With the exception of a couple rookie-league games, Pena spent most of 2021 playing for Sugar Land in Triple-A. He hit .297/.363/.579/.942. Very good stats. He hit 10 homers and drove in 21 runs and stole six bases in seven attempts.

Those were really solid numbers last year, but I'm not totally sold that he will be able to hit major league pitching with any consistency. I think he'll be streaky. That said, he's worthy of consideration.

Pena has added strength to his frame and maturity to his overall game. And I do think he is in the plans of the Astros. They aren't deep in middle-infielders, and he's among their best.

He likely won't hit for a high average. He likely won't hit more than 15 home runs. And he likely won't steal many bases, but he can run. So overall, he's a good, solid defensive middle-infielder with a chance to grow as a hitter. A chance. He's not a finished product. 

Scouting Grade: 50

Fantasy Relevance: We're likely to see him on the Astros roster. I'm likely to say, no thanks. At least not until I know he can go to the plate with a chance to succeed.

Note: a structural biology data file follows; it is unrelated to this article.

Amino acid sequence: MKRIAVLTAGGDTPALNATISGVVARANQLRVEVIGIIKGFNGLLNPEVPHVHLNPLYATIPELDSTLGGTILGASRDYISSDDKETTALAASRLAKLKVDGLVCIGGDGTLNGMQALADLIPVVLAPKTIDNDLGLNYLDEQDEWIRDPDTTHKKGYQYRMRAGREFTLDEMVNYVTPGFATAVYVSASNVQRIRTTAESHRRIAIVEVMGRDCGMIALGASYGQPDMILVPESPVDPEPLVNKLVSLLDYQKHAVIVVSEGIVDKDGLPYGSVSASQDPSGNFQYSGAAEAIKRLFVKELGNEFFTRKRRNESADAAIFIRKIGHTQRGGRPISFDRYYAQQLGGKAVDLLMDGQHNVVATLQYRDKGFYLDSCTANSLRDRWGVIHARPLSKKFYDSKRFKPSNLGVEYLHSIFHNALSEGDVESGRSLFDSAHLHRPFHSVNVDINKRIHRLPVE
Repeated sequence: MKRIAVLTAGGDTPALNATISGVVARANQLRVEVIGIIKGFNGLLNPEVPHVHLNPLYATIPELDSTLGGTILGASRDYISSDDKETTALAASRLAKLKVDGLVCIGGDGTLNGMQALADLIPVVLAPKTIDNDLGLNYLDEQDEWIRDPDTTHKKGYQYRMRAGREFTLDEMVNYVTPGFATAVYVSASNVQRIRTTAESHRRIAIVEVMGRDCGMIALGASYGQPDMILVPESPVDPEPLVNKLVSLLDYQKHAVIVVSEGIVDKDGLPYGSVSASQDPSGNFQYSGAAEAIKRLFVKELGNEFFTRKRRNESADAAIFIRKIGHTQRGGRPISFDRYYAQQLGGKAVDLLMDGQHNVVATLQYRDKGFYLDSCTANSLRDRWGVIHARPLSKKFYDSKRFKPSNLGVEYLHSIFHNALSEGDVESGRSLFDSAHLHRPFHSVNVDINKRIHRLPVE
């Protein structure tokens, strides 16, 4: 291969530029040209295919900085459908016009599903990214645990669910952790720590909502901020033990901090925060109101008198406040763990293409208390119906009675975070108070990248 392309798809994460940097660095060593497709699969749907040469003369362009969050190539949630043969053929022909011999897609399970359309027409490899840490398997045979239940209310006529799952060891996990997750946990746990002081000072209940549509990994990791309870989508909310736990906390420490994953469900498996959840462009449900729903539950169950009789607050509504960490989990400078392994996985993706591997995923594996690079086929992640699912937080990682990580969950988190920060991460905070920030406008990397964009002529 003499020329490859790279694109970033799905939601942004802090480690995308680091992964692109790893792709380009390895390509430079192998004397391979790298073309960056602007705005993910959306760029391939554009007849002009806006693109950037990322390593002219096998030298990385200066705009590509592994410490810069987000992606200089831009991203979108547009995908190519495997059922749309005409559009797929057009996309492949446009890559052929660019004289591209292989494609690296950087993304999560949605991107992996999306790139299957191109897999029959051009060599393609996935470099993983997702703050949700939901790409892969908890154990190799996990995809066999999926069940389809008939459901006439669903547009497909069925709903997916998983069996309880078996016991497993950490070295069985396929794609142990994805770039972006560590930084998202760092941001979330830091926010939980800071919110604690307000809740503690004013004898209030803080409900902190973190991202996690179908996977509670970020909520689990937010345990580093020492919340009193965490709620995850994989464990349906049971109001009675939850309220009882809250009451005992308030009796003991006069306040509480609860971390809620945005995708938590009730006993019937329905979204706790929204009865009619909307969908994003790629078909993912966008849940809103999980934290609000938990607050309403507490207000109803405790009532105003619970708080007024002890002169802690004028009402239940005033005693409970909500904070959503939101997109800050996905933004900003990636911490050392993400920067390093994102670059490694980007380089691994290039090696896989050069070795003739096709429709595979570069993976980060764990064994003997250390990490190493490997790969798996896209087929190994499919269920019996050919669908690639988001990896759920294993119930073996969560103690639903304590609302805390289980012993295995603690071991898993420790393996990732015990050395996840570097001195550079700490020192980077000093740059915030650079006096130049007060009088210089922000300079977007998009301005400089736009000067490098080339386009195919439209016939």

HEADING HOME

The Rays petitioned MLB to split games between Montreal and Tampa Bay. The MLB Executive Council denied the request.

Tampa Bay owner Stuart Sternberg wanted the best of both worlds. Play in Montreal in front of larger crowds than he would have in St. Petersburg, while still getting the solid return on his TV rights while playing games in Tampa.

The Rays haven't drawn well at all in Tampa for several reasons.

To begin, the ballpark is anything but a positive venue for baseball. There is a total lack of ambiance at Rays games. In addition, fans from Tampa and the Tampa area have a rough time getting to the park in St. Pete. They must navigate a beautiful, but very crowded bridge to get to the park. Once they get there, there is very little in the surrounding neighborhood to attract fans before and after the game.

The team is good. The location and park are bad. And like Oakland, MLB has been punting the attendance problems in both venues for years.

Thank you for following me on Twitter @BerniePleskoff and for reading my articles at Forbes.com.

Have a great week. Stay safe and healthy.

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ABOUT THE AUTHOR
Bernie Pleskoff
Bernie Pleskoff is a former professional scout for the Houston Astros and Seattle Mariners.